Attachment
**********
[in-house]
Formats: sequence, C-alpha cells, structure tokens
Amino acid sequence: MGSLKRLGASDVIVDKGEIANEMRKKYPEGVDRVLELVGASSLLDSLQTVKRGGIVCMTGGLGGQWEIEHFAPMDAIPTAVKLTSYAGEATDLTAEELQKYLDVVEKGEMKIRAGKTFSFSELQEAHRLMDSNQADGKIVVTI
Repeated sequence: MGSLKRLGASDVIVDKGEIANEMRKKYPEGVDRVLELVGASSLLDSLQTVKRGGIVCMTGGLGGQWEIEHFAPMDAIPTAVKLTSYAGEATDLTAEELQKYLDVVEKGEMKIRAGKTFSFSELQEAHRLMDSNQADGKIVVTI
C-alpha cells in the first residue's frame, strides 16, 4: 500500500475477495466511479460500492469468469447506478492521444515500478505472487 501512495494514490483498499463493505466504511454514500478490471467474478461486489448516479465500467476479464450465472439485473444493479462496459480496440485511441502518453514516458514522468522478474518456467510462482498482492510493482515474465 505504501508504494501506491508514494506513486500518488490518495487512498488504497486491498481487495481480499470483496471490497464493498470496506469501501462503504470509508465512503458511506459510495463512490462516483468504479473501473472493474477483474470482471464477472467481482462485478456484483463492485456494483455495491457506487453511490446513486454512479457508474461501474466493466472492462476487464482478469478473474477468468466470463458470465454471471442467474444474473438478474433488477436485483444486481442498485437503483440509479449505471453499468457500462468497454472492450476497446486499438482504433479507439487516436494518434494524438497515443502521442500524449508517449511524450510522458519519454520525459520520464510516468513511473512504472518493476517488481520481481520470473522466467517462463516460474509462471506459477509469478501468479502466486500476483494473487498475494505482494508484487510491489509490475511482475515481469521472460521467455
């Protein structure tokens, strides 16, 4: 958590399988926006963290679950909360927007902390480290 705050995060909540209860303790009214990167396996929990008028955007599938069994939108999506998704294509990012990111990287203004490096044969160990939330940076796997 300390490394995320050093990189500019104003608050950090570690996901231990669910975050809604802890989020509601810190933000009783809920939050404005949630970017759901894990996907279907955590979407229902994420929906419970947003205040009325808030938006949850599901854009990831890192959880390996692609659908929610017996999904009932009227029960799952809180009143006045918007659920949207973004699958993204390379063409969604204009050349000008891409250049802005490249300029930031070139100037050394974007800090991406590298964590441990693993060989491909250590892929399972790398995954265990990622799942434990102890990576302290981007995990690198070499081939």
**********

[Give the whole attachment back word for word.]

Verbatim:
[in-house]
Formats: sequence, C-alpha cells, structure tokens
Amino acid sequence: MGSLKRLGASDVIVDKGEIANEMRKKYPEGVDRVLELVGASSLLDSLQTVKRGGIVCMTGGLGGQWEIEHFAPMDAIPTAVKLTSYAGEATDLTAEELQKYLDVVEKGEMKIRAGKTFSFSELQEAHRLMDSNQADGKIVVTI
Repeated sequence: MGSLKRLGASDVIVDKGEIANEMRKKYPEGVDRVLELVGASSLLDSLQTVKRGGIVCMTGGLGGQWEIEHFAPMDAIPTAVKLTSYAGEATDLTAEELQKYLDVVEKGEMKIRAGKTFSFSELQEAHRLMDSNQADGKIVVTI
C-alpha cells in the first residue's frame, strides 16, 4: 500500500475477495466511479460500492469468469447506478492521444515500478505472487 501512495494514490483498499463493505466504511454514500478490471467474478461486489448516479465500467476479464450465472439485473444493479462496459480496440485511441502518453514516458514522468522478474518456467510462482498482492510493482515474465 505504501508504494501506491508514494506513486500518488490518495487512498488504497486491498481487495481480499470483496471490497464493498470496506469501501462503504470509508465512503458511506459510495463512490462516483468504479473501473472493474477483474470482471464477472467481482462485478456484483463492485456494483455495491457506487453511490446513486454512479457508474461501474466493466472492462476487464482478469478473474477468468466470463458470465454471471442467474444474473438478474433488477436485483444486481442498485437503483440509479449505471453499468457500462468497454472492450476497446486499438482504433479507439487516436494518434494524438497515443502521442500524449508517449511524450510522458519519454520525459520520464510516468513511473512504472518493476517488481520481481520470473522466467517462463516460474509462471506459477509469478501468479502466486500476483494473487498475494505482494508484487510491489509490475511482475515481469521472460521467455
């Protein structure tokens, strides 16, 4: 958590399988926006963290679950909360927007902390480290 705050995060909540209860303790009214990167396996929990008028955007599938069994939108999506998704294509990012990111990287203004490096044969160990939330940076796997 300390490394995320050093990189500019104003608050950090570690996901231990669910975050809604802890989020509601810190933000009783809920939050404005949630970017759901894990996907279907955590979407229902994420929906419970947003205040009325808030938006949850599901854009990831890192959880390996692609659908929610017996999904009932009227029960799952809180009143006045918007659920949207973004699958993204390379063409969604204009050349000008891409250049802005490249300029930031070139100037050394974007800090991406590298964590441990693993060989491909250590892929399972790398995954265990990622799942434990102890990576302290981007995990690198070499081939």